A selection of Thrillers

The last month I've not been at my best from a combination of tiredness and then a horrible chest infection which took about three weeks to shift properly. As a result, I've not found myself able to focus brilliantly; work and then the North Star preparation dominated.

I've watched a few thrillers recently as mind-candy when I couldn't face doing something more constructive like writing. They're all old ones that I missed when they came out because of the lack of cinema nights once the kids arrived.

The films included Safe House, Spy Game and Hanna. I'll add some thoughts after the break below.

Safe House
A vehicle for Ryan Gosling and Denzil Washington, Safe House is set pretty much entirely in Cape Town in South Africa. Gosling is a low ranking - but ambitious - CIA operative who is frustrated at his position as the caretaker for a safe house. Washington is a rogue agent who emerges in Cape Town as he obtains a file with vital information in it. Their paths cross and the adventure is on.

What I liked about this was the reasonably low-fi spy routines, the sideline exploring the impact of dishonesty on relationships and the lack of any completely ridiculous 007 style escalations. By having a naive young agent, you get to see his experience as he discovers the implications of 'the ends justifies the means' and realises that he doesn't entirely like them. Both actors did really well.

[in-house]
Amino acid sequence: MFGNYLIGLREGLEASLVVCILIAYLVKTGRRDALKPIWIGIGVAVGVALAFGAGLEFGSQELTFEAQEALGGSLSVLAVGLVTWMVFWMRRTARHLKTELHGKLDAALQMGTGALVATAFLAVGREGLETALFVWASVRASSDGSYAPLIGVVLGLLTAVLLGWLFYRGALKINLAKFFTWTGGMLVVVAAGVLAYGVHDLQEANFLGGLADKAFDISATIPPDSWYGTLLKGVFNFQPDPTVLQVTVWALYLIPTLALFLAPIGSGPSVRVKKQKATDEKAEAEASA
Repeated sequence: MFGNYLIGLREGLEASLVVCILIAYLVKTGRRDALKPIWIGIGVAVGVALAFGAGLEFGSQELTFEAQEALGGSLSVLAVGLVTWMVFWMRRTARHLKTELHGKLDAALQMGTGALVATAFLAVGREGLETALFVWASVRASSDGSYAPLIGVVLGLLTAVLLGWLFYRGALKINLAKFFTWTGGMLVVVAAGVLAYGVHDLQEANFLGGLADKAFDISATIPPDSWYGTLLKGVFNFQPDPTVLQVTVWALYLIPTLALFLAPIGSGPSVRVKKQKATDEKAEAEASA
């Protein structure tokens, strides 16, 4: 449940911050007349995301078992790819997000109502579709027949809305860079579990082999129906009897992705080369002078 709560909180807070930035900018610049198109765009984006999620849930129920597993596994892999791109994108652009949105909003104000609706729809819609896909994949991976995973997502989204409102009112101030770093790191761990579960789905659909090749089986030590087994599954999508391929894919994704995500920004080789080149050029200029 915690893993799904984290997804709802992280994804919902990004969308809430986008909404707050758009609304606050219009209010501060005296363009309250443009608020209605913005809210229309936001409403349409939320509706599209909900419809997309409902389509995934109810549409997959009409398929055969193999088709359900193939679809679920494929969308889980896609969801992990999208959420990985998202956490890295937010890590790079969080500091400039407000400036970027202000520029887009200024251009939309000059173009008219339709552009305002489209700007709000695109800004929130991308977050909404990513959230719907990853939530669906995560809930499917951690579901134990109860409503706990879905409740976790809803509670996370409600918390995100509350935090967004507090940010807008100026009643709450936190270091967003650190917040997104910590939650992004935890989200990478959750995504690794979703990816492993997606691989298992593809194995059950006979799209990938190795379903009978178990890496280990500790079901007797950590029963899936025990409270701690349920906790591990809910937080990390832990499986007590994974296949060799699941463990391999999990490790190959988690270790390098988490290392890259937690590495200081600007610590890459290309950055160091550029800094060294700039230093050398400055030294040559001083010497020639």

What I didn't like was the predictable twist at the end and the way that the dark-side of the operations was almost ham-fistedly rammed down your throat. 

Spy Game
A Tony Scott thriller, Spy Games delivers well. It explores the relationship over 30 years between two CIA agents. We start with Robert Redford's character Nathan Muir on his last day working for the Agency before he retires to the Bahamas. He's drawn into a meeting about his former protege, Tom Bishop (Brad Pitt) and soon discovers that Bishop has carried out a failed rogue operation in China, and is held awaiting execution unless the US acknowledges he is one of their agents. Of course, this will be politically embarrassing as the President has trade talks with China the next week.

What I liked about this film was the way that it slowly revealed the relationship arc with the two characters across three decades starting in Vietnam, and also the clever and simple tradecraft that Muir uses to outwit the more political new guard at the Agency. I also like the way that this explored the toll that the duplicity of cover identities and secrets has on relationships. Ultimately, the retiring Muir's strongest two relationships are with his secretary and with Bishop (with whom he has fallen out). Both actors give great performances and I will watch this again at some point.